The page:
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Case Report - (2020) Volume 10, Issue 3

Olfactory Meningioma in a 60-Year-Old Woman Presenting Depressive Symptoms and Atypical Visual Hallucinations

Corresponding Author:
Simone Marchini
Department of Child and Adolescent Psychiatry
Erasme Hospital, Université Libre de Bruxelles (ULB), Brussels, Belgium


The authors describe a 60-year-old woman with depressive symptoms and visual hallucinations. The patient reported atypical visual hallucinations and typical severe depressive episode. Cerebral MRI showed a fronto-basal lesion measuring 67 mm x 62 mm x 51 mm with mass effect and perilesional oedema highly suspected olfactory meningioma. The atypical visual hallucinations and depressive symptoms were completely resolved after neurosurgery intervention on the fronto-basal olfactory meningioma. The Perception and Attention Deficit (PAD) model allows understanding of the double role of the olfactory meningioma of the 60 year old woman in the genesis of her recurrent complex visual hallucinations. The mass effect directly on the optic chiasm altered the sensory visual input and probably affected network areas between frontal and parietal cortex that are responsible of visual attention top-down signals functions. The authors conclude that the resolution of the atypical visual hallucinations after surgery was not accompanied by a complete resolution of cranial nerves dysfunction that persisted after months after intervention.


Visual hallucinations; Depression


The case of a 60-year-old woman with depressive symptoms and atypical visual hallucinations is presented. Further investigation pointed out neurological symptoms such as anosmia, dysgeusia and blurred vision: an organic cause was thus suspected. Three extra-axial brain lesions were identified. The hugest tumour was in the medial fronto-basal region and it has been related to the clinic manifestation.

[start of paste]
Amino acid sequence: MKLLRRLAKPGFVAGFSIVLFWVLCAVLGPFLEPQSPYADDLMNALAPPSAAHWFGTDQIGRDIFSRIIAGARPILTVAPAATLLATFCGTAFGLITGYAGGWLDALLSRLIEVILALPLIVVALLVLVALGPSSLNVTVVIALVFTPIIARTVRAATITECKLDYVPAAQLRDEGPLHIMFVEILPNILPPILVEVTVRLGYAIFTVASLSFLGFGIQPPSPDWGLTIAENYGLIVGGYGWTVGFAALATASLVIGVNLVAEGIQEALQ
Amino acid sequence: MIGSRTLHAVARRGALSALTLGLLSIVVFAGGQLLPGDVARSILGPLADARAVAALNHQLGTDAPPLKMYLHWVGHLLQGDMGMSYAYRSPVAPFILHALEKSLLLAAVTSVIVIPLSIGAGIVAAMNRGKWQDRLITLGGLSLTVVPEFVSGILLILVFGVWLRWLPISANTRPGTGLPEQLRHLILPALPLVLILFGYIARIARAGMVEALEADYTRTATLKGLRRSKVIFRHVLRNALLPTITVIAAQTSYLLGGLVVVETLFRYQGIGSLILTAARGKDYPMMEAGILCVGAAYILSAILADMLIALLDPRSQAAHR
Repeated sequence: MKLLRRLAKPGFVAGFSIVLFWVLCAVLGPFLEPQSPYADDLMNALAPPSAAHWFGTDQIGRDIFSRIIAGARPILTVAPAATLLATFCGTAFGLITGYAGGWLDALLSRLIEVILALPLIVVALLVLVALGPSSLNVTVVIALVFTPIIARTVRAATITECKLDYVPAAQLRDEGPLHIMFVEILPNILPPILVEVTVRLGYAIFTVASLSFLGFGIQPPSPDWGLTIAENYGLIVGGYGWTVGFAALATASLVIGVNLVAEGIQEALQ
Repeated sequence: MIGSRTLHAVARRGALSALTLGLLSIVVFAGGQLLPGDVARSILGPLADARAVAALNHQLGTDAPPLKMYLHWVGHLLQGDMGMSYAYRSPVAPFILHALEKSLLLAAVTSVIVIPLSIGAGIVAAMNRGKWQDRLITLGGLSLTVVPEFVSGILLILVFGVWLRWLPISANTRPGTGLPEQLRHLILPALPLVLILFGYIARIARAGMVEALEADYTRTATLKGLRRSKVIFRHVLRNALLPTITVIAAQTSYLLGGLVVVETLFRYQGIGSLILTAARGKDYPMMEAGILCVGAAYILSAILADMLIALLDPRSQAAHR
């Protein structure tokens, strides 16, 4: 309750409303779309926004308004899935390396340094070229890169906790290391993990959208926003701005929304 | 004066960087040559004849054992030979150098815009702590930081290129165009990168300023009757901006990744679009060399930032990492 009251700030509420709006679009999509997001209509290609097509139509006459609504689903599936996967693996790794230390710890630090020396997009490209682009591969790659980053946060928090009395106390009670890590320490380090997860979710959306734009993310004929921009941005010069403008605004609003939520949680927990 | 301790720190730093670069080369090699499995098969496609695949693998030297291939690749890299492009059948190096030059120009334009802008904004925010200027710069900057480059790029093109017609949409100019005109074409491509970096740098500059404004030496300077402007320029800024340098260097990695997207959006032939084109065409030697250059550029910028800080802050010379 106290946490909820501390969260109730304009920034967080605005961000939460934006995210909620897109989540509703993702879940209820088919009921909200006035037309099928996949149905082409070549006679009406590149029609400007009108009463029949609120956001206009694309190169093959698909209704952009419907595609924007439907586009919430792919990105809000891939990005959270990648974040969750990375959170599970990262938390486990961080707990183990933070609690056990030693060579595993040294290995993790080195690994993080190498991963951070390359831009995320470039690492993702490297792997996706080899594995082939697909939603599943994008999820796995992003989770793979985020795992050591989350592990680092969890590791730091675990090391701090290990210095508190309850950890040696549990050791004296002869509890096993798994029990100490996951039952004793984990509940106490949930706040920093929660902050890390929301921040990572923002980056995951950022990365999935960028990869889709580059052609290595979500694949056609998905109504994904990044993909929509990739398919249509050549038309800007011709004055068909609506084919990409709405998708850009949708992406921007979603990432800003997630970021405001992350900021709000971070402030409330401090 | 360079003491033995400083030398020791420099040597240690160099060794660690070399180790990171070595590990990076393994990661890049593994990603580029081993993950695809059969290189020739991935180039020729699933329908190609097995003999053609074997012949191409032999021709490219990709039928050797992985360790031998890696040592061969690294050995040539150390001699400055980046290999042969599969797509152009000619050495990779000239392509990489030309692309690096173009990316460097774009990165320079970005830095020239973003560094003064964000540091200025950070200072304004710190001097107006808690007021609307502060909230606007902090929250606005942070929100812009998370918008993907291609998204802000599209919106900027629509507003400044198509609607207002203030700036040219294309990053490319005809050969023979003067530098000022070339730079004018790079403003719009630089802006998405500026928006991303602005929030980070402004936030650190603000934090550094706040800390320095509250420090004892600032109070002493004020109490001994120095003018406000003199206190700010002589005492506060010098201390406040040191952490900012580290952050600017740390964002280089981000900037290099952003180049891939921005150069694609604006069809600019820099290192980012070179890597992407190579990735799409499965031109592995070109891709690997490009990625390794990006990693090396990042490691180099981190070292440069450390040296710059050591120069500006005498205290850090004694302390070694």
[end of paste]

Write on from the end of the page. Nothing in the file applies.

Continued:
Until now, no previous case report described association of depressive symptoms and visual hallucinations to fronto-temporal meningioma.

A systematic review of case report studies [1] pointed out that visual hallucinations are mostly related to tumours situated in the occipital region [2] or in the cerebello-pontine angle [3-5]. Fronto-temporal meningioma has already been related to anxio-depressive symptoms [6-12]. No link between fronto-temporal lesions and visual hallucination was listed in this review [1].

Visual perceptual disturbances and depersonalization related to a right temporal lobe meningioma were described in a 69-yearsold woman, main psychiatric symptoms were, however, anxiety attacks [13]. A neuroepithelial cyst of the third ventricle simulated a manic recurrent phase with visual hallucinations [14].

Thus, the presented case report may lead to a deeper understanding of the visual hallucinations mechanism and the brain areas involved in this process.

Case Report

A 60-year-old woman was admitted to a compulsory psychiatric hospitalization facility for mood and psychotic disorders in an academic hospital.